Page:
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Review Essays of Academic, Professional & Technical Books in the Humanities & Sciences



Bible and Midrash: The Story of "the Wooing of Rebekah" (Gen. 24) by Lieve M. Teugels (Contributions to Biblical Exegesis and Theology, 35: Peeters) This two-part book traces the literary and historic study of the story of the 'Wooing of Rebekah' in the Hebrew Bible and its creative interpretations in Rabbinic Midrash. Part 1 treats such issues as the characterization of the narrative agents in the biblical story, the use of repetition as a narrative structuring device, and the question as to the roles of Rebekah and Isaac in this story as well as in the broader Isaac-Rebekah narratives. Part 2 follows several rabbinic interpretations of this story, dealing with, among other topics, the development of the motif of Rebekah's virginity in rabbinic aggadah and halakha as well as the reception of this theme in modern feminist studies of midrash. While treating these topics, this is at the same time a methodological inquiry into the dynamics of midrashic interpretation, treating rabbinic techniques such as 'gap-filling' and 'linkage', and its differences from modern biblical exegesis.

Excerpt: This book consist of a 'biblical' and a 'rabbinic' part. This two-part presentation is the result of the double approach I took in my dissertation, and it represents the twofold interest of my scholarship: the Hebrew Bible and its rabbinic interpretation. Despite the fact that these two fields are interrelated in my work and in this book, I am also convinced of the need to keep them apart. I see them as two mutually related, intertwined but yet different, academic disciplines that should not be mixed up. I try to explain the rationale behind this standpoint in section 5 of chapter 7.

In part 1, I treat Genesis 24, the long chapter about the 'Wooing of Rebekah' as it is usually called, as it occurs in the Hebrew Bible. In chapters 2, 4, and 5, I treat the chapter on its own. In chapters 3 and 6, I discuss it in its literary context, as it appears between the foregoing and the following chapters in the Book of Genesis. Whereas I take a 'synchronic' approach in most of Part I, I tackle questions as to the growth of the text in chapters 4 and 6. Chapter 1 serves as the methodological background for most of part 1. In this chapter I set out the narratrological approach that I have adopted for the study of the various aspects of the text: the presentation of the events in the text, characterization and focalization.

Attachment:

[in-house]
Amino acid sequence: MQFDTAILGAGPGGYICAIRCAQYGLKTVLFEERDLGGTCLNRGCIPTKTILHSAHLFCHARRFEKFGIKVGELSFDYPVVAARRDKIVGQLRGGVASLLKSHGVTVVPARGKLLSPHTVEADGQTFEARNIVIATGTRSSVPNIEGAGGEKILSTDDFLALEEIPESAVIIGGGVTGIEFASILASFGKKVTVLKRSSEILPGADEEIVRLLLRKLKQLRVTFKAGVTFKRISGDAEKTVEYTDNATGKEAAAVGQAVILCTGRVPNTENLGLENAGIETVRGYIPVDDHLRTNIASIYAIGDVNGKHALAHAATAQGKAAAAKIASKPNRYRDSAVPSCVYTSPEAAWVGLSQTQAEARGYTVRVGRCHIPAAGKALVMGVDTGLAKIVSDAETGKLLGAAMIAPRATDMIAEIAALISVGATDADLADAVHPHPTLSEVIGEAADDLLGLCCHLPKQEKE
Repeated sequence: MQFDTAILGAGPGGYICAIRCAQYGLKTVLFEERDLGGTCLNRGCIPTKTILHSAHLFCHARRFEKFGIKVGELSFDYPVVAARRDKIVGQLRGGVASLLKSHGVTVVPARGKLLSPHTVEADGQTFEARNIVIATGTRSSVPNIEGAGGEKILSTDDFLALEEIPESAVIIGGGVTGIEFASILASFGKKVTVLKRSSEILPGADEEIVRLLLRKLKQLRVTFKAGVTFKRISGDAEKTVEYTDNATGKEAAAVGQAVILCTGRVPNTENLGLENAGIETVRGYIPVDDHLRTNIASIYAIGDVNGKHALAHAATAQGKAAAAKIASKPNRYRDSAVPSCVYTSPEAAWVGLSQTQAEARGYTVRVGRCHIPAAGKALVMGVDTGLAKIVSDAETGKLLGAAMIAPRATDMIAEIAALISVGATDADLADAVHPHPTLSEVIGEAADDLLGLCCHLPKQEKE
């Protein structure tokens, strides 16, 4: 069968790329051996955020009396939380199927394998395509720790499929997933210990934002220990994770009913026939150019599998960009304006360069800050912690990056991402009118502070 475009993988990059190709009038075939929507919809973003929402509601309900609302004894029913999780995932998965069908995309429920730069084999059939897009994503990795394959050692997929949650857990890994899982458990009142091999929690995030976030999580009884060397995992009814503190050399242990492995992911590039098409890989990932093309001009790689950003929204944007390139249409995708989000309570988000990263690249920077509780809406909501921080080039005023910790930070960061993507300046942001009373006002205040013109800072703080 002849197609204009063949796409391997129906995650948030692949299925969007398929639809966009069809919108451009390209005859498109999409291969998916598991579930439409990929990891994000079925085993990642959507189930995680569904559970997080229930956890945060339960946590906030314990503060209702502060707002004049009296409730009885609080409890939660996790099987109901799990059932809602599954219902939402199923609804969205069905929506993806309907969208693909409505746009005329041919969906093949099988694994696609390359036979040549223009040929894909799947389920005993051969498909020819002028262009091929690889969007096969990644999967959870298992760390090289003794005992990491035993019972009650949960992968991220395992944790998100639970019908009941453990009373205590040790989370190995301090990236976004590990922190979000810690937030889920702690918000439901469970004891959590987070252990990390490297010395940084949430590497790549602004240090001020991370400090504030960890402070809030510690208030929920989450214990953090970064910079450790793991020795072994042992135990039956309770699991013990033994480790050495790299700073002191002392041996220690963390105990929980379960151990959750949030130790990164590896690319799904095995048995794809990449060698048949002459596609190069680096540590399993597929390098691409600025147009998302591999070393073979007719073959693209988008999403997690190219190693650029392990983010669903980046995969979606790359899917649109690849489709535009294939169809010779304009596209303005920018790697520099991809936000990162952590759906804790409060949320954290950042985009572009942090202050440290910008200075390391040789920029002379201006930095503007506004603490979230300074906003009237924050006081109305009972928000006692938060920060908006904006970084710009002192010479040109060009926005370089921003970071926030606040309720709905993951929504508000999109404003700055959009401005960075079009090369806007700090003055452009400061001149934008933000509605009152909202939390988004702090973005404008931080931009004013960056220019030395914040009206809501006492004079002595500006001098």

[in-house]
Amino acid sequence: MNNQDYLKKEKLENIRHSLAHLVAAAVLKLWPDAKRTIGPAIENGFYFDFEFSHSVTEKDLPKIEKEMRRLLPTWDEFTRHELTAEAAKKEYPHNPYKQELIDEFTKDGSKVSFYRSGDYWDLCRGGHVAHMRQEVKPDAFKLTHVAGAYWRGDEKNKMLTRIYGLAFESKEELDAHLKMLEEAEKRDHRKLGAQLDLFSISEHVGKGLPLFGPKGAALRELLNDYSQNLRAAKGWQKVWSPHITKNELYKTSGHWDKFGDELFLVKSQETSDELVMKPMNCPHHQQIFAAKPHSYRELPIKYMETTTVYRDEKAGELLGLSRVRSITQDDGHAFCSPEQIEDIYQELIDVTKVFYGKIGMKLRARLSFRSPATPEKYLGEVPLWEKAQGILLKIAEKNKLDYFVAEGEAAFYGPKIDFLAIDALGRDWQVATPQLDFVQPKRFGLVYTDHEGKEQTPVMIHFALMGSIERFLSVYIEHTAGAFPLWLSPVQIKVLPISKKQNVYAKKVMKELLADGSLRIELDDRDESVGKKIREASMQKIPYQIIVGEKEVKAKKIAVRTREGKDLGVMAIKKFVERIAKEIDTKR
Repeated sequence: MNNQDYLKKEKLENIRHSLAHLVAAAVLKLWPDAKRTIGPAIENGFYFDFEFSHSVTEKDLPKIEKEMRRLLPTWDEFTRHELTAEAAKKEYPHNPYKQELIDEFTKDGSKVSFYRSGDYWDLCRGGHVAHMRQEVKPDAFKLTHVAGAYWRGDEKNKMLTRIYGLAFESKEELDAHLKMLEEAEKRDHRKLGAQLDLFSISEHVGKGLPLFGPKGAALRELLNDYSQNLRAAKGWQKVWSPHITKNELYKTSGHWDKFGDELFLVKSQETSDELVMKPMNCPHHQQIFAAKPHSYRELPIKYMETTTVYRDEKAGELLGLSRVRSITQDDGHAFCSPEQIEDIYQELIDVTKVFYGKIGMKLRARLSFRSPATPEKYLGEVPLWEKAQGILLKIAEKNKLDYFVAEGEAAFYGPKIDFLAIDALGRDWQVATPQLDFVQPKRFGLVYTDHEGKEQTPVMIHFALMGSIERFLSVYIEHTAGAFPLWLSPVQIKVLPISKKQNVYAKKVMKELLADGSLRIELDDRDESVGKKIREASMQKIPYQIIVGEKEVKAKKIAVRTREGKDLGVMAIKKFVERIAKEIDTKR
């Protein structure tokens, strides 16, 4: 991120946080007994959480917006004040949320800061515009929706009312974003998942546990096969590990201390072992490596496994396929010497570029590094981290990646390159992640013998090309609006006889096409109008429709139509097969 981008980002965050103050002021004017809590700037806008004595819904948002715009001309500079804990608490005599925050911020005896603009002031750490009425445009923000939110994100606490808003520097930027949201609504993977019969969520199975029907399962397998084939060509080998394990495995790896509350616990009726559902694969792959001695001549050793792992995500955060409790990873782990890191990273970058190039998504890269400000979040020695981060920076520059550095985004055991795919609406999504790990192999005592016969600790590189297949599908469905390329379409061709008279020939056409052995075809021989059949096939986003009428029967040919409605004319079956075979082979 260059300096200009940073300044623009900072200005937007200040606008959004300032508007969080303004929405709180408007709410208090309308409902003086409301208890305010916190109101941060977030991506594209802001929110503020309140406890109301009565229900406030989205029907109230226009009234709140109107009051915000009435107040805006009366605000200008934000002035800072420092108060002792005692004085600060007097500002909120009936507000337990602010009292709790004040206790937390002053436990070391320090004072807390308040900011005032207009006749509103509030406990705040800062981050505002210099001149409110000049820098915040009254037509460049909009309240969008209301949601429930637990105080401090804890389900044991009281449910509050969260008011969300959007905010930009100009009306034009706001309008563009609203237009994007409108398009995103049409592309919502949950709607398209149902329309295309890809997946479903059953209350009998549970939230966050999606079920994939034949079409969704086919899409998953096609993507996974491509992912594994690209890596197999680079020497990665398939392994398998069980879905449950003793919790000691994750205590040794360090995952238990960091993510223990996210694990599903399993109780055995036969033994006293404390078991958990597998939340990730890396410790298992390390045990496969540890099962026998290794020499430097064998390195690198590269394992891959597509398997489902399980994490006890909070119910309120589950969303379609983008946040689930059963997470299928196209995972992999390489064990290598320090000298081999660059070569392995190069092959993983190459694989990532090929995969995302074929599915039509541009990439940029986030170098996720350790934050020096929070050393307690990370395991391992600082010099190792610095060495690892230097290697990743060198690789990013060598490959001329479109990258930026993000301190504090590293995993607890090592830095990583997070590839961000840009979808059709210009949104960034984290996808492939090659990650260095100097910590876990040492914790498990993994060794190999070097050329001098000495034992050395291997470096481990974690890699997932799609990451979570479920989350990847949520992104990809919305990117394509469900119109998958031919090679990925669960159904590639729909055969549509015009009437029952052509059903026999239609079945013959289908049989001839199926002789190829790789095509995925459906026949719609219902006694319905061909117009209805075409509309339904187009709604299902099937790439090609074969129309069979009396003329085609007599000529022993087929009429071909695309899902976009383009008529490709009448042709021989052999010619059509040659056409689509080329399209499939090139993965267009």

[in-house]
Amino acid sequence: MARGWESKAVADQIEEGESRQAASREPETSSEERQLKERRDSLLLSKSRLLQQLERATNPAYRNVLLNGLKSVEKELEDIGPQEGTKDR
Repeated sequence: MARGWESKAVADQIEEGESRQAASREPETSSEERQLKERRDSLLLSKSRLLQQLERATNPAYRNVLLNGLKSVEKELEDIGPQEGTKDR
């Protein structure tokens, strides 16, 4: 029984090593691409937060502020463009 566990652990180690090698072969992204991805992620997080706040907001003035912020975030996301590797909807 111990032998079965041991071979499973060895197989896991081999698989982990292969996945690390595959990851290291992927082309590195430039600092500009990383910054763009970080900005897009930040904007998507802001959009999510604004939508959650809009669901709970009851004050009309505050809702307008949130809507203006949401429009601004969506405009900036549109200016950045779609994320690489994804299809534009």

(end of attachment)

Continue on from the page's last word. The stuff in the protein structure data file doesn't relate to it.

Part 2 starts with a chapter that forms the transition between the two parts of the book. In it I hope to explain the combined and yet separate approach of Biblical and Rabbinic Studies in this book. In chapter 7 I discuss the interest Bible scholars have taken in midrash since roughly the middle of the twentieth century. The nature of this interest has shifted along with shifting academic approaches to the Bible and changing focal points, such as its history of tradition, and its literary features.

The remainder of part 2 consists of 'pure' Rabbinic Studies research. My focus is on 'midrash', the rabbinic way of presenting biblical interpretation. Chapter 8 contains a status quaestionis of research into the form of the midrash, tackling several methods and approaches that have been advocated in past and present scholarship. Chapter 9-12 consist of concrete case-studies of rabbinic texts, each from a different angle. All of them treat rabbinic texts that are related to Genesis 24 and/or the figure of Rebekah. Chapter 9 contains three sample studies featuring a form-oriented approach to midrash. Chapter 10 is a study in rabbinic hermeneutics (as is most of part 2), focusing on two techniques that are germane to rabbinic interpretation of the Bible: Chapters 11 and 12 contain a two-gap-filling and linkage, linked to the biblical story and the figure of Rebekah in rabbinic text, viz. female virginity. Also here, hermeneutics is at the core of the discussion, as midrash is essentially about hermeneutics. The book concludes with reflections on the feminist interpretation of rabbinic texts dealing with women, and its implications for contemporary scholarship.

Mirror in the form of a woman from Acre(Biblical Accho) from GENESIS: World of Myths and Patriarchs.

A New Interpretation of Genesis
Karen Armstrong
$20.00,195 pages, includes KLV of Genesis, suggested readings, index

IN THE BEGINNING traces the grand design of the Book of Genesis and
its great themes, examines its stories in some captivating detail, and
shows why and how these stories work so well to illustrate the human quest for
meaning. Karen Armstrong illuminates how the stories in Genesis can
help us relate to our own personal histories in our strivings to make
ourselves whole and to grasp why the struggle itself is worthwhile